Mind Your Business: Tia’s Tips for Better Rental Management -- Fixed-Term, Month-to-Month, or Week-to-Week: What’s right for you? What about vacation occupancy and short-term rentals?

Monday, June 06, 2022 10:50 AM | Benjamyn Seamans (Administrator)

By: Tia Politi, ORHA President
Date: 06/06/2022

As a rental owner, one of the most basic of considerations is whether to offer your property for rent on a fixed-term lease (FTL) or month-to month (MTM) basis, or even week-to-week (WTW). Many landlords have a strong preference one way or the other; others are open to letting the tenant decide. Whichever choice you make, there are benefits and drawbacks that you should be aware of.

The Month-to-Month Option
A MTM agreement offers more flexibility for tenants and landlords alike. There is no defined minimum period that a tenant must fulfill, which can result in a shorter-term tenancy than you may prefer, the only tenant obligation being a 30-day notice to vacate.

Certainly, the biggest drawback in the minds of rental owners is the potential for a vacancy at a “bad” time of year, like winter, when your vacancy may be more difficult to fill, or you may not be able to rent your property for quite as much. On the other hand, many long-term tenancies are MTM. Two of my own residents have been in place for a very long time on MTM agreements – one for more than 17 years.

One of the main benefits of MTM agreements for the landlord, is the ability to serve a No-Cause Notice of Termination during the first year of occupancy. Use Notice of Termination Without Stated Cause – ORHA form #5. First year of occupancy includes all periods during which any of the tenants has resided in the dwelling unit for one year or less, so if a new tenant gets added to a tenancy of more than one year the occupancy is re-set and the landlord may terminate without cause for up to one year following the day that the new tenant signs on to the rental agreement. The tenancy re-set provision does not apply to temporary occupants, guests or caregivers, or children aging into adulthood. It also is not triggered by a tenant leaving the tenancy, only when a tenant is added.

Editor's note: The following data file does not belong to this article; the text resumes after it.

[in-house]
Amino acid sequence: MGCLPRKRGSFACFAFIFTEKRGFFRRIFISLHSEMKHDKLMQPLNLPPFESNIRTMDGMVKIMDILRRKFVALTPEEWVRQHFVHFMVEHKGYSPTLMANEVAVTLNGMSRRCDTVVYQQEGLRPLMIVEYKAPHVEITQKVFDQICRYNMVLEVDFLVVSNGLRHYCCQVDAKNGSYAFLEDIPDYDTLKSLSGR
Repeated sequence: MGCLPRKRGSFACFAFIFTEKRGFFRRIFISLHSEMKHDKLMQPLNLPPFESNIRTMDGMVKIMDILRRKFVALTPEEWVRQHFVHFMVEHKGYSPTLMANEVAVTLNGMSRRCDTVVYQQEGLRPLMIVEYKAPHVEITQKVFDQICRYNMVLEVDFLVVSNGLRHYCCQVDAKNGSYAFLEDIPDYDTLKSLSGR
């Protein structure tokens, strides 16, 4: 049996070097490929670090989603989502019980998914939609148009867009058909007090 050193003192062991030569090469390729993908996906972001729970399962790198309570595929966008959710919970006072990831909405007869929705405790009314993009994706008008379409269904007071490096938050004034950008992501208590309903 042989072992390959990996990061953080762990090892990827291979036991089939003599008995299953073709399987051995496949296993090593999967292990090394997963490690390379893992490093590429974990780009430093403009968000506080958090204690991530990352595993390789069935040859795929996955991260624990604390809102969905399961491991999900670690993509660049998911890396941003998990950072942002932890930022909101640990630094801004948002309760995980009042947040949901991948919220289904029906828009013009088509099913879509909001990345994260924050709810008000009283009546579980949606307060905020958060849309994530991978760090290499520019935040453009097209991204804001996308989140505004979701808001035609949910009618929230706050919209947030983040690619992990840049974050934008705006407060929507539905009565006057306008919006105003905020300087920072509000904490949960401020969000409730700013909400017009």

Notice to vacate from one party to the other may be served by either party at any time during a month and is not restricted to a full rental period as some owners and tenants believe; however, in the case of subsidized tenancies, the Housing Assistance Payment (HAP) Contract may specify a longer notification period or require that a no-cause termination notice from the landlord expire at the end of the month or other rental period. Check your HAP Contract before terminating a subsidized renter as the housing agency’s contract supersedes yours.

The ability to serve a no-cause notice can be useful when you are dealing with a variety of tenant issues. If things take a bad turn early on, you can terminate right away without having to wait for a fixed term to end. Examples range from tenants with difficult personalities, active addictions, or untreated mental illnesses, to ones that don’t keep the property in a sanitary condition.

I once rented to a female applicant who presented well during the application and move-in process. She was neat, clean, well-dressed, educated, and had good credit and rental history. Only after she moved in did we discover that she was a raging alcoholic with mental health issues. When she was sober and on her meds, as she was during the application and move in process, she was great but when she drank, she turned into another person entirely. Shortly after moving in, she fell off the wagon and stopped taking her meds.